Cold and hot weather safety

Coaches, referees, and parents share responsibility for managing the safety of the players and volunteers when it involves heat or cold stress. This topic is too involved and complex to present a detailed discussion on this page. Refer to the Safe Haven Certification Manual for guidance.

The referee's first duty is to the safety of the players. The referee is empowered to (and must) stop the game play at anytime/immediately due to a significant injury, including those related to heat and cold stress. The definition of significant injury is dependent on the age and conditions. The game play is stopped sooner/quicker for younger players whereas for older players it might be allowed to continue for a short time depending on the situation. Game durations can be adjusted by the Referee upon consultation with the Coaches due to extreme weather conditions, such as extreme heat or cold.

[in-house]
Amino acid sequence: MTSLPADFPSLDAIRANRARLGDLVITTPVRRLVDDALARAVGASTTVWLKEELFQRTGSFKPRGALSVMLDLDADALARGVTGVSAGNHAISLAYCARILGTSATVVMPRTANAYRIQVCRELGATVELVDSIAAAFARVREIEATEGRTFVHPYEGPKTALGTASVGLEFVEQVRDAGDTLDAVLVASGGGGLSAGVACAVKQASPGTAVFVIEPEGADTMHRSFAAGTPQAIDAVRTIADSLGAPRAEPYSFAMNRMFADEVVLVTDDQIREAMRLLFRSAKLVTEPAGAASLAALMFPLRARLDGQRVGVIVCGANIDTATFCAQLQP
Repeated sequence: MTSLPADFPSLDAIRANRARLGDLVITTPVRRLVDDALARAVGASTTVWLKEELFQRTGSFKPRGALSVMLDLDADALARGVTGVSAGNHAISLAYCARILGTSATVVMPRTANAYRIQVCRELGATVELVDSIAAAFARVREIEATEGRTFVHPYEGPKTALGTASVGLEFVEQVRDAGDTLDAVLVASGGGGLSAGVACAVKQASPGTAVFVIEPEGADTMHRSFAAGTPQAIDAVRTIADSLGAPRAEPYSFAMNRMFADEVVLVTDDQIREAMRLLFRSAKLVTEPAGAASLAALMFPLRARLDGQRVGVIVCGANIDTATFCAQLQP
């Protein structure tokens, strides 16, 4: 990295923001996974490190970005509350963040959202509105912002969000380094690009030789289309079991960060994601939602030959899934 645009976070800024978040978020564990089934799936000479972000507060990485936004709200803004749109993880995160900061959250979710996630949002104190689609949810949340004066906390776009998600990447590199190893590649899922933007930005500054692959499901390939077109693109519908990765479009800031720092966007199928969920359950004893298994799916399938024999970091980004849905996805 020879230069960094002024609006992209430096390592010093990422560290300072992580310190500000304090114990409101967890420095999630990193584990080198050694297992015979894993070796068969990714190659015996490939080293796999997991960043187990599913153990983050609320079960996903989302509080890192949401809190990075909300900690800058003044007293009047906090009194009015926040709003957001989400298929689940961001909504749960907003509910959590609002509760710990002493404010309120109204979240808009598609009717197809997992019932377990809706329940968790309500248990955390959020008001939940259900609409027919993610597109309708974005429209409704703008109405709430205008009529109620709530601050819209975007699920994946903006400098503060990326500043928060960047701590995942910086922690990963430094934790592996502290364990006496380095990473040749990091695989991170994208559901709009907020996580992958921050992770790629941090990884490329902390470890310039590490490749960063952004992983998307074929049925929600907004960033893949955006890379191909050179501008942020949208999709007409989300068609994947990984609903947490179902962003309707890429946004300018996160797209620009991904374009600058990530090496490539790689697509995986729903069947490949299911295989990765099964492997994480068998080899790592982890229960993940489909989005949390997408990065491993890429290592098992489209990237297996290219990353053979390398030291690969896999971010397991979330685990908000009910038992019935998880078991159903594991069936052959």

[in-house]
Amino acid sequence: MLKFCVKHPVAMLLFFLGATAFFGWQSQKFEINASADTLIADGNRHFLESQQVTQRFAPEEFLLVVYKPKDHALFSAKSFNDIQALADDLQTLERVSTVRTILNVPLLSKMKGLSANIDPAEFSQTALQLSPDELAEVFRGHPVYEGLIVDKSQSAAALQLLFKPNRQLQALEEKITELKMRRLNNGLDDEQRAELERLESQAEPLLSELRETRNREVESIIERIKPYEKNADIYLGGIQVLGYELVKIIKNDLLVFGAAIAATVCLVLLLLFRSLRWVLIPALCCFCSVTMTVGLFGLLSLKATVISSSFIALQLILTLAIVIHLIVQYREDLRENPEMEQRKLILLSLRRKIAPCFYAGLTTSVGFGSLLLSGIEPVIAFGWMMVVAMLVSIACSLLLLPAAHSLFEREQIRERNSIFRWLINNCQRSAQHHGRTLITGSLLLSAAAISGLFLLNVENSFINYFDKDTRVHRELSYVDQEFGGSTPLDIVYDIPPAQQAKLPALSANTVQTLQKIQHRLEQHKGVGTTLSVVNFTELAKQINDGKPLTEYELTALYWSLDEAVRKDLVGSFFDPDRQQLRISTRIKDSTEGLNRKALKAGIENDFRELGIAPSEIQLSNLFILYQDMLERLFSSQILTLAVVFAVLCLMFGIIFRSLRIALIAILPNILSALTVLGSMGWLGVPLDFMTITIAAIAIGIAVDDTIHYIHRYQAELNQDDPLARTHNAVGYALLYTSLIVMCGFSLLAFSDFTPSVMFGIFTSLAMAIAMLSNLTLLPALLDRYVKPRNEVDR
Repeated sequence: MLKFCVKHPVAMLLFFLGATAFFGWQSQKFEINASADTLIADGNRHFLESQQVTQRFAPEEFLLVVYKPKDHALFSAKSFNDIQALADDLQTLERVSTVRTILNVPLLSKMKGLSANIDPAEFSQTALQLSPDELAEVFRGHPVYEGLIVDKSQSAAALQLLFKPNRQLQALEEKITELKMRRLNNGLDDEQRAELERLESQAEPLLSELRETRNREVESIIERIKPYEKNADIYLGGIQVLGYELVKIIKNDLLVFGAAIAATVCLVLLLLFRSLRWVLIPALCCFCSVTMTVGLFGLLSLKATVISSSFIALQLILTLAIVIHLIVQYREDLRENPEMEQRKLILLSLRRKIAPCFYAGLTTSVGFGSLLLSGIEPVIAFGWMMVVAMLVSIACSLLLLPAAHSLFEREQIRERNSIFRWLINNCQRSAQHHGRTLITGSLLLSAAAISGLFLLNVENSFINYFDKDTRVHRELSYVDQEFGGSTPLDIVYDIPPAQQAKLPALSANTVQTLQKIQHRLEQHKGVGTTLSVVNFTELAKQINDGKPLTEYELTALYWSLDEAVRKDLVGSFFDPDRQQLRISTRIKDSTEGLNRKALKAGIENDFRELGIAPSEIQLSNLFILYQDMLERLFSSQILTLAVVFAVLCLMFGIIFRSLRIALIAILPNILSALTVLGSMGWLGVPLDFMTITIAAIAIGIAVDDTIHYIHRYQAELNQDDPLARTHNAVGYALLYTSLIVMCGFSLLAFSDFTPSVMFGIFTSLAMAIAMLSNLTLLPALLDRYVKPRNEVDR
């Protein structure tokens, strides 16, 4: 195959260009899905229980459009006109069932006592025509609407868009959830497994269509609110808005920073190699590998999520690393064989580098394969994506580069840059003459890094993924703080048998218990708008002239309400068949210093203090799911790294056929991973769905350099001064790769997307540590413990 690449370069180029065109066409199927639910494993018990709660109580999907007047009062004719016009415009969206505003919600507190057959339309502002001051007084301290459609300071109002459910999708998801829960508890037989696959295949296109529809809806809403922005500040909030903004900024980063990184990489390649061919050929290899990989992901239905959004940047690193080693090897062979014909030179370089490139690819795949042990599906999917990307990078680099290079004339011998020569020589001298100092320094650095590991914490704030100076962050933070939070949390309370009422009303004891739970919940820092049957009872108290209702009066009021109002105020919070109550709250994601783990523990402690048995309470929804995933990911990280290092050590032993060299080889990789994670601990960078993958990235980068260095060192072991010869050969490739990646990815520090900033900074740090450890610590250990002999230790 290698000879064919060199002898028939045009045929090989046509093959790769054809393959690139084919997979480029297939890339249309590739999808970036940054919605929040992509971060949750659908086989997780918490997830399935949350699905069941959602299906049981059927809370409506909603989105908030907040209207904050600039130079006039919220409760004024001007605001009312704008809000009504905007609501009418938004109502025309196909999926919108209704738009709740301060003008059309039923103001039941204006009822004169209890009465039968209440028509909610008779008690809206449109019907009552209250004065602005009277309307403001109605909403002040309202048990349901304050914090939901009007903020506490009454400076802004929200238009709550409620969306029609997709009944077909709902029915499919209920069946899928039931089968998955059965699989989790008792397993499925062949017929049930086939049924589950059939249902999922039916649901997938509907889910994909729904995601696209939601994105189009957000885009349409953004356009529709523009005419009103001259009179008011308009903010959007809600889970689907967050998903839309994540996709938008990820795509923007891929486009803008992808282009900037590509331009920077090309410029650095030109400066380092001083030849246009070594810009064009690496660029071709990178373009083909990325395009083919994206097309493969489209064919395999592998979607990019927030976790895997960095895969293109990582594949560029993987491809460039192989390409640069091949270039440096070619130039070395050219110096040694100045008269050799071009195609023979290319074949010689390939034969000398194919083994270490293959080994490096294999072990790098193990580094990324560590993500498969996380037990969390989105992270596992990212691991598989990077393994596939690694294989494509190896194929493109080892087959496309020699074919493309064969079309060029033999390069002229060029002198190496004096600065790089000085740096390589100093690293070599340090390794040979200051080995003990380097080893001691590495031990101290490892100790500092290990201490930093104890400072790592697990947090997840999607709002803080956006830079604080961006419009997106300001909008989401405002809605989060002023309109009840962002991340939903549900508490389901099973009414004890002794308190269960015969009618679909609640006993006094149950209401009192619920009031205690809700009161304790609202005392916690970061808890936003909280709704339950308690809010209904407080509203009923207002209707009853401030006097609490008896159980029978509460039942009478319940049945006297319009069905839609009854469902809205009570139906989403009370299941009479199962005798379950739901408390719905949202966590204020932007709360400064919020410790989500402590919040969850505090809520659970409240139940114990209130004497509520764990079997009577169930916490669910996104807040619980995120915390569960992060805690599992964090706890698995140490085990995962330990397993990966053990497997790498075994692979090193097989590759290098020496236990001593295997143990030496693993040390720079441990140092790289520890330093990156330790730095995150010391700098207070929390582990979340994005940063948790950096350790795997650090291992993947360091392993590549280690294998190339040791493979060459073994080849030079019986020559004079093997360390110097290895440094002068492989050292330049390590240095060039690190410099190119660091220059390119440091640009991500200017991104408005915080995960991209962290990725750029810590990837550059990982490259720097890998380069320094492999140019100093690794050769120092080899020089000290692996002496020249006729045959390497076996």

In cold weather, players are allowed to wear warm clothing UNDER their uniforms. Hats without brims (e.g., knit caps) and gloves are also allowed. Sweatshirts worn under a shirt are allowed if they do not have hoods. (In the Select season, rules are pickier about dress, but safety is more important than appearance.) The referee has the last say on what is allowed but should be biased on the side of safety. For more on cold weather safety, including how to deal with hypothermia, see this page.

In hot weather, referees must be very attentive to the effects of heat on players. Breaks and half-time periods can be lengthened somewhat, if needed, to allow for hydration and recuperation. Periods of play may be shortened. Worse case, games can be terminated early. In U16/19 games (and in younger-aged games, if needed), play may be formally stopped to allow for hydration and recuperation. In any case, games must end prior to the scheduled start time of the next game.

Hydration during games: See the USSF memo at this link.

Electrical storm safety